A 29-year-old Petaluma man was arrested this week for impersonating a police officer after he allegedly pulled over a female driver just east of Sonoma and asked for her identification.
The victim said she was traveling westbound on Napa Road on Feb. 2 when the man, later identified by police as Benjamin Philip Cannon, signaled her to stop. She said the man's car displayed a red light.
She told Sheriff's deputies that the man, who was wearing plain clothes, quickly flashed what appeared to be a badge and asked for ID.
Sheriff's officials said the victim felt uncomfortable about the encounter and asked that a marked patrol car respond to the scene. She told deputies that the man became uncomfortable, returned to his vehicle and drove away.
The victim then contacted the Sheriff's Office, whose violent crimes investigation unit "developed" Cannon as a possible suspect, according to a Sheriff's Office statement.
The victim positively identified Cannon as the suspect and Sheriff's detectives initiated surveillance. After detectives located him, he was arrested at his home on the 1100 block of East Sunnyslope Road.
After obtaining a search warrant, detectives searched his residence and car, a silver 2001 BMW. Inside the BMW, detectives found a police scanner, strobe light, handcuffs and a siren.
He was arrested for impersonating a police officer and false imprisonment and booked in Sonoma County Jail. His bail was set at $10,000.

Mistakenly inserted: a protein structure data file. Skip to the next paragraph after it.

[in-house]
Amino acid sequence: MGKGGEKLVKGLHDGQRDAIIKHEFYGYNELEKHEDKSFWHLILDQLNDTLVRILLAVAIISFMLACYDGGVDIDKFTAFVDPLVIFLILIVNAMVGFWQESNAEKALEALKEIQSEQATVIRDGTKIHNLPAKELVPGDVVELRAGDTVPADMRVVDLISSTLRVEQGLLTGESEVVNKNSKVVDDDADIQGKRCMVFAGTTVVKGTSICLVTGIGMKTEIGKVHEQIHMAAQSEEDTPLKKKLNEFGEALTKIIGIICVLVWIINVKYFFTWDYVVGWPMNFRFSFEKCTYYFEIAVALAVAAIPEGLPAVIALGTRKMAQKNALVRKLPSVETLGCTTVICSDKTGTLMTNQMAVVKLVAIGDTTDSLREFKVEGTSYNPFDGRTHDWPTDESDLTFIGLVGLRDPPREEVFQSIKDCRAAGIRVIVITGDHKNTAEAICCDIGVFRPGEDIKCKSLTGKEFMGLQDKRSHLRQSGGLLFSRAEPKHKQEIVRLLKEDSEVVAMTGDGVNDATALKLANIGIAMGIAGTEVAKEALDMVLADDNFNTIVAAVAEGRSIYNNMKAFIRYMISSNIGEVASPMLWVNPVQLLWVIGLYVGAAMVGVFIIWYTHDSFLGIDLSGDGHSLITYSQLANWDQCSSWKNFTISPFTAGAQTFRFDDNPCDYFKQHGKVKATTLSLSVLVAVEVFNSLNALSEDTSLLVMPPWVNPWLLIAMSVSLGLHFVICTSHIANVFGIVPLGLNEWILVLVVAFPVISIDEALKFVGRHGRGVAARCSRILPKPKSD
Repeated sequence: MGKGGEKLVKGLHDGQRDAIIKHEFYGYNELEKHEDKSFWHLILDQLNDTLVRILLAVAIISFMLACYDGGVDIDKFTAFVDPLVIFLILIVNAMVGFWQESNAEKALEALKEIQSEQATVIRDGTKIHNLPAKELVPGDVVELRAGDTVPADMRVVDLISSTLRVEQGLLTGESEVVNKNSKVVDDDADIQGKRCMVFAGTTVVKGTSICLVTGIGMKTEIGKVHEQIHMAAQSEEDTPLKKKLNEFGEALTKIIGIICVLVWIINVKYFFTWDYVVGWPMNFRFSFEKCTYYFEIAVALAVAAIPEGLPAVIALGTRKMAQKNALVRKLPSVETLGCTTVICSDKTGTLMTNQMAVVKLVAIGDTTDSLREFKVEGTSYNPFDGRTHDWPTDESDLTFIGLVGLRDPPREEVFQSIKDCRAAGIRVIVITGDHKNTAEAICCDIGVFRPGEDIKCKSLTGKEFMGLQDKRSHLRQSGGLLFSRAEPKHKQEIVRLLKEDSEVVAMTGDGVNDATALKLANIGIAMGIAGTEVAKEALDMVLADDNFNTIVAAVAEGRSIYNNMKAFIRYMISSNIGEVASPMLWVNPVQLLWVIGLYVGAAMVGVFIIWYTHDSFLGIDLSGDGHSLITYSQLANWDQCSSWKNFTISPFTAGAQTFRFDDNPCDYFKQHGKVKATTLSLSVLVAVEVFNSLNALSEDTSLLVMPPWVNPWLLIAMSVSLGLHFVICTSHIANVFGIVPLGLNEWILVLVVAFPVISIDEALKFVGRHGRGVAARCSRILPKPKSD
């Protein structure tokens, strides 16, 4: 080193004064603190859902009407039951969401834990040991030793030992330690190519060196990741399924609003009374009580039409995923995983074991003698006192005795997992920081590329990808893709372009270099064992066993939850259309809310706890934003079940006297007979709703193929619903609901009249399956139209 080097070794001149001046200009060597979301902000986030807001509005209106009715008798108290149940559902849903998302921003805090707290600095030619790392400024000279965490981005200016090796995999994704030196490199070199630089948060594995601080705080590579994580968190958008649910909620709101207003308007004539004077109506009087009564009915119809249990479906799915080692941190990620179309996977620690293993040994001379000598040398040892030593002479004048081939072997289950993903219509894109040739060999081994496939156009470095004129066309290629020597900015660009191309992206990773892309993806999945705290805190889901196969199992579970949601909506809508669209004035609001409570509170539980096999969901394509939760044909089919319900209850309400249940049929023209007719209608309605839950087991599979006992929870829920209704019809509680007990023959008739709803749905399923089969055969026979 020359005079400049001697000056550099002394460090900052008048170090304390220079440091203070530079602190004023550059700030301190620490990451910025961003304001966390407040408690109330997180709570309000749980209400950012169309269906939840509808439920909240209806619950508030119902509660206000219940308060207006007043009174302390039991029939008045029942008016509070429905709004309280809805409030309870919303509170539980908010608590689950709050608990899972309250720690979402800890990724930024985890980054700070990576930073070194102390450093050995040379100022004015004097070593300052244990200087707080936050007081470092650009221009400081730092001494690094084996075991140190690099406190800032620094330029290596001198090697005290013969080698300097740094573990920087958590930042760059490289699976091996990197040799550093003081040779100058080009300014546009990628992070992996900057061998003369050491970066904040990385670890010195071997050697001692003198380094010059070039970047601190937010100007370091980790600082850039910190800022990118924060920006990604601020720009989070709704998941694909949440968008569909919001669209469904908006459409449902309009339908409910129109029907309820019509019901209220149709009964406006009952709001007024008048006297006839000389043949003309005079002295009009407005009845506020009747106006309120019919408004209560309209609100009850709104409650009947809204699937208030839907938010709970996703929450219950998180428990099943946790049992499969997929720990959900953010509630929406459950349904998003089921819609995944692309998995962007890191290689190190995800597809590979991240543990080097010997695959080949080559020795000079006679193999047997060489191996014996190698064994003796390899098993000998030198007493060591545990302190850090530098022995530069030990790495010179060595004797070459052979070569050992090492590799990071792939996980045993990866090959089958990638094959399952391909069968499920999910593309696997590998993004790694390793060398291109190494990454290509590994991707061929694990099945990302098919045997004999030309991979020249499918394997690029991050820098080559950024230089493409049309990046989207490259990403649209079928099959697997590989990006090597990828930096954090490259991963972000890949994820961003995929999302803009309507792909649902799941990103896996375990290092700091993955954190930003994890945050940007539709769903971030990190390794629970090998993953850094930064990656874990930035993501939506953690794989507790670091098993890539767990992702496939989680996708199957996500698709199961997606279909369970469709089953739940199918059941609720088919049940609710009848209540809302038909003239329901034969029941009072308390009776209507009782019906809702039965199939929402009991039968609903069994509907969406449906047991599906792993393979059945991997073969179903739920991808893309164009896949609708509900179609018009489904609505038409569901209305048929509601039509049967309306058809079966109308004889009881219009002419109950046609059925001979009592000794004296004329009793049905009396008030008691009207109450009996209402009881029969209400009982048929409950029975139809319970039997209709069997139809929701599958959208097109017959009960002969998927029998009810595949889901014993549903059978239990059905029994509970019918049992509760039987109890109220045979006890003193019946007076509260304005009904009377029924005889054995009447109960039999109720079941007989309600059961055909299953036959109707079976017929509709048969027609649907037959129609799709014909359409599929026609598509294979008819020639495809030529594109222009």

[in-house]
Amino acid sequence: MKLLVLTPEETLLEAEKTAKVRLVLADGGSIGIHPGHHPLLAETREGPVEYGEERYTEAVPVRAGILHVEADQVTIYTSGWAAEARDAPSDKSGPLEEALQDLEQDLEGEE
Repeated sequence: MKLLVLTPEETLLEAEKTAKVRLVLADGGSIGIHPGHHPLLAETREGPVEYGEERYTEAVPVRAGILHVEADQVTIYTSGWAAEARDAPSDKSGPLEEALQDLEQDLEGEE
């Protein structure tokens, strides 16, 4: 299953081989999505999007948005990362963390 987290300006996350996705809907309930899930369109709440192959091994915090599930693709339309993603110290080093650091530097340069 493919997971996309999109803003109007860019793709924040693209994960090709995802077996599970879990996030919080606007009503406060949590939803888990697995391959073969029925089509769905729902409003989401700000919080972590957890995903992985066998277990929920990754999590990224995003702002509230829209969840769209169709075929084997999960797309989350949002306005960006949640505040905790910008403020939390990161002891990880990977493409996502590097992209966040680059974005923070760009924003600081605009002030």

The Sheriff's Office statement said the victim's request for a marked police car "may have deterred the suspect and prevented a more serious incident."
Lt. Scott Dunn said that drivers who are stopped by unmarked vehicles displaying emergency lights should proceed with caution but acknowledge the vehicle "perhaps by signaling out the window."
"Proceed to a safe location, perhaps to a firehouse, a police station if you know where one is or an occupied gas station," Dunn said, adding that it may very well be a Sheriff's detective conducting a traffic stop.
"If you don't acknowledge it, then we start to consider that perhaps it's a pursuit," he said.
For reasons of law enforcement security, Dunn would not reveal the types of unmarked vehicles used by Sheriff's detectives. But he said it's unlikely such vehicles would be "high end" sports cars.
Also, Dunn said the state vehicle code has a number of strict regulations that outline what type of emergency lights can be used by law enforcement agencies and other first responders.
He said that in California, all emergency vehicles are mandated to have a steady red light in conjunction with whatever other color lights are used. The state vehicle code also mandates that only law enforcement vehicles can use a blue light.
Dash-mounted lights are not uncommon but the single light on the roof of the car is unlikely. "Personally, I don't know of any agency that uses a single, Kojak-type light on the roof," he said.
Sheriff's officials ask that anyone who may have encountered a similar situation or anyone with information about this case please contact Detective James Naugle at (707) 565-2185.
?- Martin Espinoza, The Press Democrat